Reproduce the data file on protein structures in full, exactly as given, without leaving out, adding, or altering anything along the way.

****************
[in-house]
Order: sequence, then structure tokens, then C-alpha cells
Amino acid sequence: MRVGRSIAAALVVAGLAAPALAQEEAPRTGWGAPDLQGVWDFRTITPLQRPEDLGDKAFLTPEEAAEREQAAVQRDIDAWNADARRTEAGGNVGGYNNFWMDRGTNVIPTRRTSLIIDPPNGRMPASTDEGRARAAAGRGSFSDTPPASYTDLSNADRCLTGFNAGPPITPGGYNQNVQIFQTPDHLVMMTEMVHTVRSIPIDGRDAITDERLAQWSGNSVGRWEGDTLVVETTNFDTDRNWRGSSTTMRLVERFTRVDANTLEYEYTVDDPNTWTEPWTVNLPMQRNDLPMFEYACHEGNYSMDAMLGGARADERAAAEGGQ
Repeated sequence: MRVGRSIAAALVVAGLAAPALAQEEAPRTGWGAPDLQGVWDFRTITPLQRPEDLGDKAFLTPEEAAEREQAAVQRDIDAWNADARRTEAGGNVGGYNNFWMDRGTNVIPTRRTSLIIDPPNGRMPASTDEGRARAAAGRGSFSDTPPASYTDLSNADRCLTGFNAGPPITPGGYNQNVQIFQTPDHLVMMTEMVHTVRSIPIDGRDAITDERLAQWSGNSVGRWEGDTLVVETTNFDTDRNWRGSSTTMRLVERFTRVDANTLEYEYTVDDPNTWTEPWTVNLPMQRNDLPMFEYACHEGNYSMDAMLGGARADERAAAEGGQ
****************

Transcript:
[in-house]
Order: sequence, then structure tokens, then C-alpha cells
Amino acid sequence: MRVGRSIAAALVVAGLAAPALAQEEAPRTGWGAPDLQGVWDFRTITPLQRPEDLGDKAFLTPEEAAEREQAAVQRDIDAWNADARRTEAGGNVGGYNNFWMDRGTNVIPTRRTSLIIDPPNGRMPASTDEGRARAAAGRGSFSDTPPASYTDLSNADRCLTGFNAGPPITPGGYNQNVQIFQTPDHLVMMTEMVHTVRSIPIDGRDAITDERLAQWSGNSVGRWEGDTLVVETTNFDTDRNWRGSSTTMRLVERFTRVDANTLEYEYTVDDPNTWTEPWTVNLPMQRNDLPMFEYACHEGNYSMDAMLGGARADERAAAEGGQ
Repeated sequence: MRVGRSIAAALVVAGLAAPALAQEEAPRTGWGAPDLQGVWDFRTITPLQRPEDLGDKAFLTPEEAAEREQAAVQRDIDAWNADARRTEAGGNVGGYNNFWMDRGTNVIPTRRTSLIIDPPNGRMPASTDEGRARAAAGRGSFSDTPPASYTDLSNADRCLTGFNAGPPITPGGYNQNVQIFQTPDHLVMMTEMVHTVRSIPIDGRDAITDERLAQWSGNSVGRWEGDTLVVETTNFDTDRNWRGSSTTMRLVERFTRVDANTLEYEYTVDDPNTWTEPWTVNLPMQRNDLPMFEYACHEGNYSMDAMLGGARADERAAAEGGQ